Active learning isn’t easy. The module continues to be a learning process for me as well as my students.
Lorin W. Anderson and David Krathwohl, (eds.), A Taxonomy for Learning, Teaching, and Assessing: a revision of Bloom’s taxonomy of educational objectives (2001).
Donald A. Bligh, What’s the Use of Lectures? (1972).
Marcus Collins, Jola Groves and Alice Hughes, ‘The Shaping History Project: Final Report’, Sparqs (2011).
Marcus Collins, Deena Ingham, Katie Carpenter, Jenna Townend, Sofia Mali, and Sean Jinks, ‘Passing It On: how postgraduates can help undergraduates to develop final-year dissertations – abstract of ISSOTL talk’, Bucks New University (2015).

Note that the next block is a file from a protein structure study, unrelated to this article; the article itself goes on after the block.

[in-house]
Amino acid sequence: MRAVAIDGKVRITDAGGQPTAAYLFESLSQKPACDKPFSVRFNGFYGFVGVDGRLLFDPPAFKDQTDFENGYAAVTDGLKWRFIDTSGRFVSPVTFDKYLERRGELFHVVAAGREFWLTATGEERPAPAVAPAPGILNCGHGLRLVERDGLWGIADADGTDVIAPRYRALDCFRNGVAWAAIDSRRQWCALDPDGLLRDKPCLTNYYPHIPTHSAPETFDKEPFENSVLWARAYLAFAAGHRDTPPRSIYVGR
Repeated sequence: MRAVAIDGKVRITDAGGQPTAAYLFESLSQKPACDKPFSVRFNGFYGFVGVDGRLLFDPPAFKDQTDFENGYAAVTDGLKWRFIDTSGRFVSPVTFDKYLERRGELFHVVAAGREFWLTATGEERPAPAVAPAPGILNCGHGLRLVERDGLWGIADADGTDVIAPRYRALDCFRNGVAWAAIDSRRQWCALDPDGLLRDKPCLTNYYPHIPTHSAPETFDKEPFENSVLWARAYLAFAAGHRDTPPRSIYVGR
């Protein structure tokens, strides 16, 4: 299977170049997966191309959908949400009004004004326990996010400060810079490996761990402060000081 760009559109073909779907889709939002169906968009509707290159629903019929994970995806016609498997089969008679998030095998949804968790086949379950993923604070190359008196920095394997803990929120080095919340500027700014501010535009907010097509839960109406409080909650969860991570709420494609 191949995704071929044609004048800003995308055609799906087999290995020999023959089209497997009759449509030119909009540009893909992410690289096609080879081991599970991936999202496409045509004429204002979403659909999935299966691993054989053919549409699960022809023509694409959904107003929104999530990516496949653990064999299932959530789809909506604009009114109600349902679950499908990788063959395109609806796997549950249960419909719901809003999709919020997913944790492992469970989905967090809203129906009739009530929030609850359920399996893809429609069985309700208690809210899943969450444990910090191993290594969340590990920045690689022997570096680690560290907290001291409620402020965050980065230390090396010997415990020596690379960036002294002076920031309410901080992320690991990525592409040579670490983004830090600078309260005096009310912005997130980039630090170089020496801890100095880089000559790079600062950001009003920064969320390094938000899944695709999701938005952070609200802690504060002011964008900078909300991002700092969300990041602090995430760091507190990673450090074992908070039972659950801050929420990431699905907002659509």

Marcus Collins and Peter N. Stearns, Why Study History? (2020).
Peter J. Frederick, ‘Motivating Students by Active Learning in the History Classroom’, AHA Perspectives, Vol. 31 (1993), pp.15-19.
Larry K. Michaelsen, ‘Team-Based Learning in Large Groups’, in Larry K. Michaelsen, Arletta Bauman Knight and L. Dee Fink, (eds.), Team-Based Learning: A Transformative Use of Small Groups in College Teaching (2002), pp.157-72.
Image Credit: Vanderbilt University Center for Teaching.